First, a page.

Dr. Carroll is a speaker for Forest Pharmaceuticals, Inc. Labs. We also wish to thank Francisco Appiani M.D., Chairman, Department of Psychiatry, "Campo de Mayo" Military Hospital, Buenos Aires, Argentina, Victoria Achaval, M.D. and Natalia Yulan, M.D., Residents, Department of Psychiatry, Campo de Mayo Military Hospital, Buenos Aires, Argentina, who assisted Dr. Muñoz with one case. The authors thank Tina Fore, Librarian, VA Medical Center, Chillicothe, Ohio, for her assistance in obtaining articles for this review.

.
Rosebush PI, Hildebrand AE, Furlong BG, et al: Catatonic syndrome in a general psychiatric population: frequency, clinical presentation and response to lorazepam. J Clin Psych 1990; 51:357—362
 
.
Northoff G: What catatonia can tell us about "top down modulation": a neuropsychiatric hypothesis. Behav Brain Sci 2002; 25:555—604
 
.
Taylor MA, Fink M: Catatonia in psychiatric classification: a home of its own. Am J Psychiatry 2003; 160:1233—1241
 
.
van der Heijden FM, Tuinier S, Arts NJ, et al: Catatonia: disappeared or under-diagnosed? Psychopathology 2005; 38:3—8
 
.
Northoff G, Lins H, Boeker H, et al: Therapeutic efficacy of NMDA antagonist amantadine in febrile catatonia. J Clin Psychopharmacol 1999; 19:484—486
 
.
Tsai G, Passani L, Slusher BS, et al: Abnormal excitatory neurotransmitter metabolism in schizophrenic brains. Arch Gen Psychiatry 1995; 52:829—836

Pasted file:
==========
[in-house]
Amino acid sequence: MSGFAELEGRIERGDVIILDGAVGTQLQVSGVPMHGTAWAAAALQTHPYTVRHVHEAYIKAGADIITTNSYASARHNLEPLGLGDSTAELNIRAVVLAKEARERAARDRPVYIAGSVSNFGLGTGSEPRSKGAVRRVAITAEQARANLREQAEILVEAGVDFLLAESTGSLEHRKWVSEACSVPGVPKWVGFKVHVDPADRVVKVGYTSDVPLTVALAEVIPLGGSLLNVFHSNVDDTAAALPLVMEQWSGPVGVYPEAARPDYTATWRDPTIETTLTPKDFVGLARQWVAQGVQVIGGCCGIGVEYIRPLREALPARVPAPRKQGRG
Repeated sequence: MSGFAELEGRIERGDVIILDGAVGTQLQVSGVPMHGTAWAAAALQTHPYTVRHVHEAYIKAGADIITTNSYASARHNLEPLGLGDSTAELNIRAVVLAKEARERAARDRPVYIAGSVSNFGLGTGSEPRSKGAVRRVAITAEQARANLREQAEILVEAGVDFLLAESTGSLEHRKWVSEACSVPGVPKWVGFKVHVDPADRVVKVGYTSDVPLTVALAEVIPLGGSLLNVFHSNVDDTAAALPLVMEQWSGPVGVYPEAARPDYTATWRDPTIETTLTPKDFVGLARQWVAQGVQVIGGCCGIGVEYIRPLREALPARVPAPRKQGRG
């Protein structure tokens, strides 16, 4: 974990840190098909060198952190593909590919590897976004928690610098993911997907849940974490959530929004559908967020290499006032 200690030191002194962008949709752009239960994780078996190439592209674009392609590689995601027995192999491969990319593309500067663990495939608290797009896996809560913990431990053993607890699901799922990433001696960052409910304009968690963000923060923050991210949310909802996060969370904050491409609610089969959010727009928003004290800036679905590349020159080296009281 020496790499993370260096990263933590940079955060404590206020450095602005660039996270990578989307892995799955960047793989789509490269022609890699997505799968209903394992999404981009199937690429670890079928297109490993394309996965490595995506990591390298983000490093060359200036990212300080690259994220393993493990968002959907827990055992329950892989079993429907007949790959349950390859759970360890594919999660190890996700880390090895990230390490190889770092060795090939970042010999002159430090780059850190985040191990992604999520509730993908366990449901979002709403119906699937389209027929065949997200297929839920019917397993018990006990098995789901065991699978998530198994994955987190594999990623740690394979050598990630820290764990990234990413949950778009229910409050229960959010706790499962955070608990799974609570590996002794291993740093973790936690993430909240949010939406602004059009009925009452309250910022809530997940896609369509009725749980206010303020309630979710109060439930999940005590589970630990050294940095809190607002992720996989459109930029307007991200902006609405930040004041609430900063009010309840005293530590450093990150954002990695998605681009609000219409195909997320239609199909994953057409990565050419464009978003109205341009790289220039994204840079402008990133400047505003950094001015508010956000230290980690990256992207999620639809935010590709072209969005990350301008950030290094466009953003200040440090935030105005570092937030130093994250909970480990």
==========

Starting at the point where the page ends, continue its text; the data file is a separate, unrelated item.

.
Humphries C, Mortimer A, Hirsh S, et al: NMDA receptor mRNA correlation with antemortem cognitive impairment in schizophrenia. Neuroreport 1996; 7:2051—2055
 
.
Ebert D, Ebmeier KP: The role of the cingulate gyrus in depression: from functional anatomy to neurochemistry. Biol Psychiatry 1996; 39:1044—1050
 
.
Falkai P, Wobrock T, Lieberman J, et al: World Federation of Societies of Biological Psychiatry (WFSBP) guidelines for biological treatment of schizophrenia, part 1: acute treatment of schizophrenia. World J Biol Psychiatr 2005; 6:132—191
 
.
Dhossche D, Carroll BT, Carroll TD: Is there a common neuronal basis for Autism and Catatonia? Int Rev Neurobiol 2006; 72:151—164
 
.
Hawkins JM, Archer KJ, Strakowski SM, et al: Somatic treatment of catatonia. Int J Psychiatr Med 1995; 25:345—369
 
.
Northoff G, Eckert J, Fritze J: Glutamatergic dysfunction in catatonia: successful treatment of three acute akinetic catatonic patients with the NMDA antagonist amantadine. J Neurol Neurosurg Psychiatry 1997; 62:404—406
 
.
Thomas C, Carroll BT, Maley JT, et al: Memantine in catatonic schizophrenia. Am J Psychiatry 2005; 162:656
 
.
Loizzo A, Scotti C, Longo V: Studies on the central effects of bulbocapnine. Psychopharmacologia 1971; 22:234—249
 
.
Bush G, Fink M, Petrides G, et al. Catatonia I: rating scale and standardized examination. Acta Psychiatr Scand 1996; 93:129—136
 
.
Lund CE, Mortimer AM, Rogers D, et al: Motor, volitional and behavioral disorders in schizophrenia, 1: assessment using the Modified Rogers scale. Br J Psychiatry 1991; 158:323—327
 
.